There is one significant difference between elections at such restricted levels, on the one hand, and election for a national office – such as that of President and Deputy-President – on the other.  In the latter case, not only are the bases for sensitivity substantially enhanced, but direct questions of national interest, and of the discharge of fundamental constitutional functions, are involved. For instance, an issue regarding election to the Presidential office relates directly to the question whether the Kenyan State will be in a position to discharge the vital  functions of the Executive Branch. It means, a dispute relating to Presidential election is infinitely more sensitive: as it will affect the country’s standing in terms of the management of the State’s internal affairs, and will have a bearing on Kenya’s fulfilment of her international mandate.  At the level of the Presidency, therefore, there is an exceptional interest in the integrity and legitimacy of the election, both at home and abroad.

Since such electoral disputes will fall at the doors of the Judiciary, the Courts must not only take judicial notice of the foregoing realities, but go further and adopt general guidelines that embody fairness, practicality and legitimacy, for dealing with the differing election-dispute scenarios.


This election petition, Raila Odinga v. The Independent Electoral and Boundaries Commission and Three Others, was the primary claim in a set of three separate petitions which were consolidated and resolved within its ambit.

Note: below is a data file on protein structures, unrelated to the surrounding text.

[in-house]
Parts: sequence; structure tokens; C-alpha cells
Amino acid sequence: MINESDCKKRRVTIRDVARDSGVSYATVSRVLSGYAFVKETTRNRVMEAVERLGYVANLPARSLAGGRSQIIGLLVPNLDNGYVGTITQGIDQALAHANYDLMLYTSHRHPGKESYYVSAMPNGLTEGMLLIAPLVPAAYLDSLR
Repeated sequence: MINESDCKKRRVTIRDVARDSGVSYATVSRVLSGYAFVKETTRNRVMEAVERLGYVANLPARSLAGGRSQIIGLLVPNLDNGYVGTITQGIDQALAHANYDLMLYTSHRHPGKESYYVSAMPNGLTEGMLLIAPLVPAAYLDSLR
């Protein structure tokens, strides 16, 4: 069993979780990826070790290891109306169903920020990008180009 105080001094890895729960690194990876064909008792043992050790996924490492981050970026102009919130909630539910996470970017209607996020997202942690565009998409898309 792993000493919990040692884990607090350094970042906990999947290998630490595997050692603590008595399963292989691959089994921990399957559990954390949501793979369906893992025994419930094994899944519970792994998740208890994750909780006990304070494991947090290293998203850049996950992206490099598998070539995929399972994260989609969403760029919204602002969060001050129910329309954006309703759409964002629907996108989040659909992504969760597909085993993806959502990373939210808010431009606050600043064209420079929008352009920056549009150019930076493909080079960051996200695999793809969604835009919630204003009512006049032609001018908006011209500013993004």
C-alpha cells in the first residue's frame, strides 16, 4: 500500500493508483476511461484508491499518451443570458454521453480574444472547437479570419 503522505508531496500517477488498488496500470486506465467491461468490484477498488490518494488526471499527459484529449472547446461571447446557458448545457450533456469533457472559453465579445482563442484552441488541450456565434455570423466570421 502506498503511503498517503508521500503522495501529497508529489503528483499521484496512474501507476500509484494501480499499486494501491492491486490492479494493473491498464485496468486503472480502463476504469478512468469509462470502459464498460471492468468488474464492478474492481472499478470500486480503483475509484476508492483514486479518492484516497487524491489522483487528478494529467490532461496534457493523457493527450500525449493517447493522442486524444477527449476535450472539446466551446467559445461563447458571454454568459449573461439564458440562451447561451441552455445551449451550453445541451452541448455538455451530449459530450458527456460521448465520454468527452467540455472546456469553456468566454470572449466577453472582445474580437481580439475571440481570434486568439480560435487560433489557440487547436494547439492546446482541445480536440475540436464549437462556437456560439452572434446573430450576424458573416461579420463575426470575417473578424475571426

In the aftermath of the national elections of 4 March 2013, and following the declaration of results of 9 March 2013, Mr. Odinga moved the Supreme Court in its exclusive original jurisdiction under Article 163 (3)(a) of the Constitution. He claimed that the Presidential election, in its conduct, failed to comply with the terms of the Constitution and the law, and so, ought to be annulled, with consequential orders for the reconvening of the process.

In essence, the petitioner’s allegations were as follows: no proper voters’ register had been maintained, and so no valid election could have taken place; the electronic-support system for results-transmission had crashed, and this removed the basis of verification of vote-tallies from the polling stations – so that the tally ultimately given was false; there were irregularities in the manual tallying of votes – and these led to advantages accruing to the third respondent, the petitioner thereby being disadvantaged; the tallying of votes at the national level was perversely and wrongfully conducted, as the petitioner’s agents were not accorded the best opportunity to make a verification.

Such contentions, taken at face value, would certainly bring into question the transparency and integrity of the process of arriving at the election results declared on 9 March 2013.